At ten minutes past nine on Wednesday 11th September 1912, Reg Cannin and Thomas Strutton were returning from a walk to their homes in Deanshanger. As they were crossing the canal, they looked over to the works where they saw a flicker of light, rapidly becoming larger as the flames leapt through the carpenters shop. They immediately went to the keyholders house, Mr. Barry Nichols, and on their return found the flames spreading through the shavings on the floor, the wooden trestle wheels and the rafters in the ceiling.
The alarm quickly spread with villagers and workmen rushing to the scene, trying to salvage as much as possible from the paint and wheelwrights shops.

Mr. Tom Roberts had been notified by telephone whilst Mr. Archie Roberts rode swiftly on horseback to Stony Stratford for the fire brigade.

While waiting for the fire brigade to arrive, a group of people carried water from the canal in all the available buckets in an attempt to stop the flames.

Some of the group climbed onto the roof to soak the burning rafter although they were soon beaten back by the heat and smoke. A group of six cottages behind the moulding shop adjoining the wheelwrights were also threatened by the fire and volunteers helped the cottagers to carry their furniture and valuables to safety.

At 9.30, the Stony Stratford fire brigade appeared on the scene. Their first duty was to try and prevent the flames reaching the huge tanks of oil and petrol to the right of the paintshop. The firemen cut a hole in the hedge bordering the canal, ran through the pump connected to a hosepipe which enabled a steady stream of water to be poured on the flames. Their commendable efforts were in vain though because the building soon became a mass of flames.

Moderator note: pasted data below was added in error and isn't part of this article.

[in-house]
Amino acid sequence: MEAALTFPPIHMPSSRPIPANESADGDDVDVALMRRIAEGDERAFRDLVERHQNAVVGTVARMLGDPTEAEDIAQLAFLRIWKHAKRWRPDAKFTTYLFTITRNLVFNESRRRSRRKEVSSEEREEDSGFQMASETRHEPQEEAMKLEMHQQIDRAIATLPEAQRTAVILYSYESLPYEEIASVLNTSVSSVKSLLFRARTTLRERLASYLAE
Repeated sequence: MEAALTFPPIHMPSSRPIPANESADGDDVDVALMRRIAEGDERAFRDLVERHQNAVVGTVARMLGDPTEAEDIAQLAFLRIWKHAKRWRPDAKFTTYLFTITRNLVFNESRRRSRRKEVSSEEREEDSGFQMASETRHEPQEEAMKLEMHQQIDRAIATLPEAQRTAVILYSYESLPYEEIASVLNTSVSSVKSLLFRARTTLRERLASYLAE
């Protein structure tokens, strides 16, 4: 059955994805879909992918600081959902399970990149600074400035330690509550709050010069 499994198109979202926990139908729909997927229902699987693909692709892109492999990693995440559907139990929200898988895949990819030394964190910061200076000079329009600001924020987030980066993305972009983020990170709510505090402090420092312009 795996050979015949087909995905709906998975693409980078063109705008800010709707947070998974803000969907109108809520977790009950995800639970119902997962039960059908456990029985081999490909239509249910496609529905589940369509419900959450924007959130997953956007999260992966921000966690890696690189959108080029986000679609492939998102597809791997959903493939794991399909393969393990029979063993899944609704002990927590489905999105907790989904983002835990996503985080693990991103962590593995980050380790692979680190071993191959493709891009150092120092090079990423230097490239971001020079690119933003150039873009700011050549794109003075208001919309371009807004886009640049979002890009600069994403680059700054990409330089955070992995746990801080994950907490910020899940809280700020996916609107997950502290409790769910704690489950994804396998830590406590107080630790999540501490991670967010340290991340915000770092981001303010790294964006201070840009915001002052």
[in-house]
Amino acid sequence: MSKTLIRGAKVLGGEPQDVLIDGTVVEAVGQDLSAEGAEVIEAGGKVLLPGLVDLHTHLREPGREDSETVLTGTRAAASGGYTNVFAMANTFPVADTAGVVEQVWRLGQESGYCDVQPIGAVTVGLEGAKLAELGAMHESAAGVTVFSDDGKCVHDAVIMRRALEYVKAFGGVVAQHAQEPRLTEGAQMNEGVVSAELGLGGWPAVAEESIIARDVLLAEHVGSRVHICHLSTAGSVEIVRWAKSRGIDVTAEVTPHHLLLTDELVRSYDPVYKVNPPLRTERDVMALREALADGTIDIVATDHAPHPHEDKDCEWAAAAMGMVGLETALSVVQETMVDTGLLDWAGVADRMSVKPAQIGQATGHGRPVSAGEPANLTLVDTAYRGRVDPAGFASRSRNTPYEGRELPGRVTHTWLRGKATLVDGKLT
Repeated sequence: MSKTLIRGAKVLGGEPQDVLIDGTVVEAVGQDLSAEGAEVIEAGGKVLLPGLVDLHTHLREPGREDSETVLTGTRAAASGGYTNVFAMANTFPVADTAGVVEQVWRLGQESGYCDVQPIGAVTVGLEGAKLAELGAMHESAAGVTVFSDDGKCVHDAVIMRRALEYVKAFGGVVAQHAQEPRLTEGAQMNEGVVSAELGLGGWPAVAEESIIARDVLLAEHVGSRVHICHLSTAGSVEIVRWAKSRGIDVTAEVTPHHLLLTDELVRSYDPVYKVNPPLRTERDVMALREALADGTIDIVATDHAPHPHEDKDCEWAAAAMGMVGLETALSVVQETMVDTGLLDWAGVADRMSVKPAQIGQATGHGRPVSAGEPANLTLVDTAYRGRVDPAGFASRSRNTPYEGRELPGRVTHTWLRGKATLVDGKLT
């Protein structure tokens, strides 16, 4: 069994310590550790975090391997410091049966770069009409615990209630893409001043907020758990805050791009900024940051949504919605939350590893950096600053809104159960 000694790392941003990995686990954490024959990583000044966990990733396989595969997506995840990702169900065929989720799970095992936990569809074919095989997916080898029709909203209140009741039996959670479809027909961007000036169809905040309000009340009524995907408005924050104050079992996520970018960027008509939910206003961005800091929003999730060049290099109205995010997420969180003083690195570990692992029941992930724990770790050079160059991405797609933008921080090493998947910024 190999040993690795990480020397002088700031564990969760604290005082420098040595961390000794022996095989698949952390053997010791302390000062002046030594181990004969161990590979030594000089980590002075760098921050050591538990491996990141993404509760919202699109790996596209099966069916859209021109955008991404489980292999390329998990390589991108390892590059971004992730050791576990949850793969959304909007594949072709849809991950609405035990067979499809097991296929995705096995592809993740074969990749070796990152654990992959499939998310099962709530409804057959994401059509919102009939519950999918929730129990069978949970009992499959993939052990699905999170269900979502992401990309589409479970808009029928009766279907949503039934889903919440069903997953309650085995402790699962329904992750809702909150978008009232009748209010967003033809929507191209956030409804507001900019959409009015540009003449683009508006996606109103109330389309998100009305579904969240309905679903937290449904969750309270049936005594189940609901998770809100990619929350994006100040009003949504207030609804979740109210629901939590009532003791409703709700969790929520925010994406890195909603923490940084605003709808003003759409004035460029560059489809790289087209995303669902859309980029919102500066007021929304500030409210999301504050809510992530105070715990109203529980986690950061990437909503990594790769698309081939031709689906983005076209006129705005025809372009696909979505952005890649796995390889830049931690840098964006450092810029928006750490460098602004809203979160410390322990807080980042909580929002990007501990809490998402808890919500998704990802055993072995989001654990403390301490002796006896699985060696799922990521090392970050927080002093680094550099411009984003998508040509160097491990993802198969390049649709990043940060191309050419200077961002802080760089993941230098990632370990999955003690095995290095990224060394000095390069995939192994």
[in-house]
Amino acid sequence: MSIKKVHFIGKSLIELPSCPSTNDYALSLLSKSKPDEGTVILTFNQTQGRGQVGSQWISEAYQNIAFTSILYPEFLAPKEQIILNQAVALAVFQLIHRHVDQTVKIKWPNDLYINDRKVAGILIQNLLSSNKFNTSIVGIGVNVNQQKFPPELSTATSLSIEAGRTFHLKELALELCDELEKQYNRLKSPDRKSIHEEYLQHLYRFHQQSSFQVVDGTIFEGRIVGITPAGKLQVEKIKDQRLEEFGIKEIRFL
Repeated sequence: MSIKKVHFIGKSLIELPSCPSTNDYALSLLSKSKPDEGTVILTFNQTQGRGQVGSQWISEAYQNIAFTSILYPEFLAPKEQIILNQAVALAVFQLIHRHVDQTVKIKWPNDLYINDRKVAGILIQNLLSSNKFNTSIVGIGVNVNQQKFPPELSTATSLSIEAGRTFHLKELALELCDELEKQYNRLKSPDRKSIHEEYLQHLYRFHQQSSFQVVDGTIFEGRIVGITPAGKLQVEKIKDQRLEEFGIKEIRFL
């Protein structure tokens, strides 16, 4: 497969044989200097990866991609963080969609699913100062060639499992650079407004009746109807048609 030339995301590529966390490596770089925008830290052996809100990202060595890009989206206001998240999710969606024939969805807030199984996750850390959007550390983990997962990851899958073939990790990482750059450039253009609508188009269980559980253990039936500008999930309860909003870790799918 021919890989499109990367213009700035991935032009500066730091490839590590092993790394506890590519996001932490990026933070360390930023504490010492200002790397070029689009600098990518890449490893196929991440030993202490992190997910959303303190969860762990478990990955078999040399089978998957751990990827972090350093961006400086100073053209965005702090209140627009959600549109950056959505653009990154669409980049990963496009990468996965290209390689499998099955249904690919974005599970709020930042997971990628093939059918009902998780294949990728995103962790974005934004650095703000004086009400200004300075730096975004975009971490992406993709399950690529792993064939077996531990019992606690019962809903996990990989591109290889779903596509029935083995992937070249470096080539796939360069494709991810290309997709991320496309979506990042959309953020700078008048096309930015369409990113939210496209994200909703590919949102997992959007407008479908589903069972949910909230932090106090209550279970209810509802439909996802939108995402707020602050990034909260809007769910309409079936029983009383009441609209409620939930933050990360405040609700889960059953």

A few minutes before 9.30, the people in the streets of Wolverton had noticed a strange glow in the sky. Moments later, the fire alarm sounded at Wolverton Works and the splendidly trained Wolverton Works Fire Brigade were quickly on their way travelling at speed behind two powerful black horses. Although it was quite late in the evening, thousands of people travelled the four miles from Wolverton and the surrounding villages to watch the blaze. The horses made the journey in record time with the Chief Officer following on his motorcycle.

Both brigades soon had a heavy stream of water pouring on the flames. The roof collapsed and the flames subsided for a few moments, only to burn through again up the walls. With tremendous effort, the brigade managed to drive the flames away from the oil tanks and confined them to the three shops.
A group of Wolverton firemen had a lucky escape when a wall collapsed just feet from where they were holding the hose, however one officer was not quite so lucky when he turned sharply and landed in the canal. He climbed out with great difficulty due to the weight of his soaking wet uniform.

The fire “was something of a blessing in disguise, for as a result everything was modernised, not only the buildings but also the machinery” B. Case.

Return to Ironworks: Contents Page